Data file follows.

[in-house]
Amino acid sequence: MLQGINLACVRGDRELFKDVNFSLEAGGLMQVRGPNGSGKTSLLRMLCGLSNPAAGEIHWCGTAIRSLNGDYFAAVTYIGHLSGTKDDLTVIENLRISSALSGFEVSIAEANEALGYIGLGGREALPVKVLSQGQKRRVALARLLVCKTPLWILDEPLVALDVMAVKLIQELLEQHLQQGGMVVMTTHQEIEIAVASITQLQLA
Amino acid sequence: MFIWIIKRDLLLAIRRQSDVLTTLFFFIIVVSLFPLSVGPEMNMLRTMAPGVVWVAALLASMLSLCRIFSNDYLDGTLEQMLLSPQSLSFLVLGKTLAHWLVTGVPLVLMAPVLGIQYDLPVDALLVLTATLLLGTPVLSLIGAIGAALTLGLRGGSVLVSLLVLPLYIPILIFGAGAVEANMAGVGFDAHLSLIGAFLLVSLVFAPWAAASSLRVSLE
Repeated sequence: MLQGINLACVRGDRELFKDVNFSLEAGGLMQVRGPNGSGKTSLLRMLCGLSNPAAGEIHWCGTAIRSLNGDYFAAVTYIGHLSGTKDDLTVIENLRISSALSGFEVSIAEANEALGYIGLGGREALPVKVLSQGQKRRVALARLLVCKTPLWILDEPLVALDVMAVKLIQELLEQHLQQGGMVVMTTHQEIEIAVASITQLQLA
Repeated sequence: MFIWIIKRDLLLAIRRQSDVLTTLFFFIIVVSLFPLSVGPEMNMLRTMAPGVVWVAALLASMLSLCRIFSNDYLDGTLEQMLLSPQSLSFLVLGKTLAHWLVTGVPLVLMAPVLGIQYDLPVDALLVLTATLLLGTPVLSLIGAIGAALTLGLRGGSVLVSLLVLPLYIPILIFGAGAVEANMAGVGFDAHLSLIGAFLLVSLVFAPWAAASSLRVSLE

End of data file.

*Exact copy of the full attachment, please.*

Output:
[in-house]
Amino acid sequence: MLQGINLACVRGDRELFKDVNFSLEAGGLMQVRGPNGSGKTSLLRMLCGLSNPAAGEIHWCGTAIRSLNGDYFAAVTYIGHLSGTKDDLTVIENLRISSALSGFEVSIAEANEALGYIGLGGREALPVKVLSQGQKRRVALARLLVCKTPLWILDEPLVALDVMAVKLIQELLEQHLQQGGMVVMTTHQEIEIAVASITQLQLA
Amino acid sequence: MFIWIIKRDLLLAIRRQSDVLTTLFFFIIVVSLFPLSVGPEMNMLRTMAPGVVWVAALLASMLSLCRIFSNDYLDGTLEQMLLSPQSLSFLVLGKTLAHWLVTGVPLVLMAPVLGIQYDLPVDALLVLTATLLLGTPVLSLIGAIGAALTLGLRGGSVLVSLLVLPLYIPILIFGAGAVEANMAGVGFDAHLSLIGAFLLVSLVFAPWAAASSLRVSLE
Repeated sequence: MLQGINLACVRGDRELFKDVNFSLEAGGLMQVRGPNGSGKTSLLRMLCGLSNPAAGEIHWCGTAIRSLNGDYFAAVTYIGHLSGTKDDLTVIENLRISSALSGFEVSIAEANEALGYIGLGGREALPVKVLSQGQKRRVALARLLVCKTPLWILDEPLVALDVMAVKLIQELLEQHLQQGGMVVMTTHQEIEIAVASITQLQLA
Repeated sequence: MFIWIIKRDLLLAIRRQSDVLTTLFFFIIVVSLFPLSVGPEMNMLRTMAPGVVWVAALLASMLSLCRIFSNDYLDGTLEQMLLSPQSLSFLVLGKTLAHWLVTGVPLVLMAPVLGIQYDLPVDALLVLTATLLLGTPVLSLIGAIGAALTLGLRGGSVLVSLLVLPLYIPILIFGAGAVEANMAGVGFDAHLSLIGAFLLVSLVFAPWAAASSLRVSLE